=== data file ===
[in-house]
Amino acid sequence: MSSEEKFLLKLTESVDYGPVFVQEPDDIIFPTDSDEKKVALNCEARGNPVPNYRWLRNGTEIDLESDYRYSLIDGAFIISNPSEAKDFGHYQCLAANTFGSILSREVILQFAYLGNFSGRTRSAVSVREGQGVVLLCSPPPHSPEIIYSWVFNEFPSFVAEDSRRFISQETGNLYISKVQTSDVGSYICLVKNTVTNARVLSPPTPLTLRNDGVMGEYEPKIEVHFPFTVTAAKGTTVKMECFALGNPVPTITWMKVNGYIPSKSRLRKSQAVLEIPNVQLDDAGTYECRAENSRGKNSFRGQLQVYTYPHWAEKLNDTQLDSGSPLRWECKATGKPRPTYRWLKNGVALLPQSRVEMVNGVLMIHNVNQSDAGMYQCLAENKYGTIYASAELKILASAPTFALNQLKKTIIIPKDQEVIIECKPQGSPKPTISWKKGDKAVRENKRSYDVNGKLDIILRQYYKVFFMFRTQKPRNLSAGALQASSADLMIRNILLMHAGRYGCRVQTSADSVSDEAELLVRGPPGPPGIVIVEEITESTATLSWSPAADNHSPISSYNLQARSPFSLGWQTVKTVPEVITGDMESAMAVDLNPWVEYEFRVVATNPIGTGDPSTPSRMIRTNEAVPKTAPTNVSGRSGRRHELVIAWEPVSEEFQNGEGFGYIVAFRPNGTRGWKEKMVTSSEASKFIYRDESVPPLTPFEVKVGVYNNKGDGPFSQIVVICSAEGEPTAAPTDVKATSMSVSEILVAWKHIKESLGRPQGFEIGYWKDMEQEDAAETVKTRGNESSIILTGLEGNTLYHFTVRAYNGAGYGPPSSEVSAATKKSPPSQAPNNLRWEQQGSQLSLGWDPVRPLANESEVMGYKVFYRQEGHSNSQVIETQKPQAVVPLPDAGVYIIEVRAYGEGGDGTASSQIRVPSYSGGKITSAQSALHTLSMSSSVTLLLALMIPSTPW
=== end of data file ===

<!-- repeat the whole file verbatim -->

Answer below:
[in-house]
Amino acid sequence: MSSEEKFLLKLTESVDYGPVFVQEPDDIIFPTDSDEKKVALNCEARGNPVPNYRWLRNGTEIDLESDYRYSLIDGAFIISNPSEAKDFGHYQCLAANTFGSILSREVILQFAYLGNFSGRTRSAVSVREGQGVVLLCSPPPHSPEIIYSWVFNEFPSFVAEDSRRFISQETGNLYISKVQTSDVGSYICLVKNTVTNARVLSPPTPLTLRNDGVMGEYEPKIEVHFPFTVTAAKGTTVKMECFALGNPVPTITWMKVNGYIPSKSRLRKSQAVLEIPNVQLDDAGTYECRAENSRGKNSFRGQLQVYTYPHWAEKLNDTQLDSGSPLRWECKATGKPRPTYRWLKNGVALLPQSRVEMVNGVLMIHNVNQSDAGMYQCLAENKYGTIYASAELKILASAPTFALNQLKKTIIIPKDQEVIIECKPQGSPKPTISWKKGDKAVRENKRSYDVNGKLDIILRQYYKVFFMFRTQKPRNLSAGALQASSADLMIRNILLMHAGRYGCRVQTSADSVSDEAELLVRGPPGPPGIVIVEEITESTATLSWSPAADNHSPISSYNLQARSPFSLGWQTVKTVPEVITGDMESAMAVDLNPWVEYEFRVVATNPIGTGDPSTPSRMIRTNEAVPKTAPTNVSGRSGRRHELVIAWEPVSEEFQNGEGFGYIVAFRPNGTRGWKEKMVTSSEASKFIYRDESVPPLTPFEVKVGVYNNKGDGPFSQIVVICSAEGEPTAAPTDVKATSMSVSEILVAWKHIKESLGRPQGFEIGYWKDMEQEDAAETVKTRGNESSIILTGLEGNTLYHFTVRAYNGAGYGPPSSEVSAATKKSPPSQAPNNLRWEQQGSQLSLGWDPVRPLANESEVMGYKVFYRQEGHSNSQVIETQKPQAVVPLPDAGVYIIEVRAYGEGGDGTASSQIRVPSYSGGKITSAQSALHTLSMSSSVTLLLALMIPSTPW